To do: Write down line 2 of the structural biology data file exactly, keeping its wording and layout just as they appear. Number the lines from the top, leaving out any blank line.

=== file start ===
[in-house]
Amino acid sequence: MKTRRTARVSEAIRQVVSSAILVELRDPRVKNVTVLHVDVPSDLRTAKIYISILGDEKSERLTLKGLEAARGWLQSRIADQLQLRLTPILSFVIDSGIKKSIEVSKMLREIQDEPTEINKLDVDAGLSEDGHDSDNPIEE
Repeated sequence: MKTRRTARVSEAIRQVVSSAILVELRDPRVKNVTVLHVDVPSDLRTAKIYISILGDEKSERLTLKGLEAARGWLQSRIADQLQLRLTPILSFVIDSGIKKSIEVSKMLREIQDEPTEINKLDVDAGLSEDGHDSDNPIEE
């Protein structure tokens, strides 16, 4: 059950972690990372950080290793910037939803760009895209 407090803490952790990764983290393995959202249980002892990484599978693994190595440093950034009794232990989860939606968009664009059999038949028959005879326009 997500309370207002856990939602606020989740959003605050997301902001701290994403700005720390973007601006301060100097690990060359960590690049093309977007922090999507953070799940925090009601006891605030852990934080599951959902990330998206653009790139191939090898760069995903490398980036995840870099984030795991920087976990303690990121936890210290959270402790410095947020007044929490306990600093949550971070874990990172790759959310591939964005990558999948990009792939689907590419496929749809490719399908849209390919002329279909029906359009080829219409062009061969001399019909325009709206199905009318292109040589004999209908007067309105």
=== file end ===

Amino acid sequence: MKTRRTARVSEAIRQVVSSAILVELRDPRVKNVTVLHVDVPSDLRTAKIYISILGDEKSERLTLKGLEAARGWLQSRIADQLQLRLTPILSFVIDSGIKKSIEVSKMLREIQDEPTEINKLDVDAGLSEDGHDSDNPIEE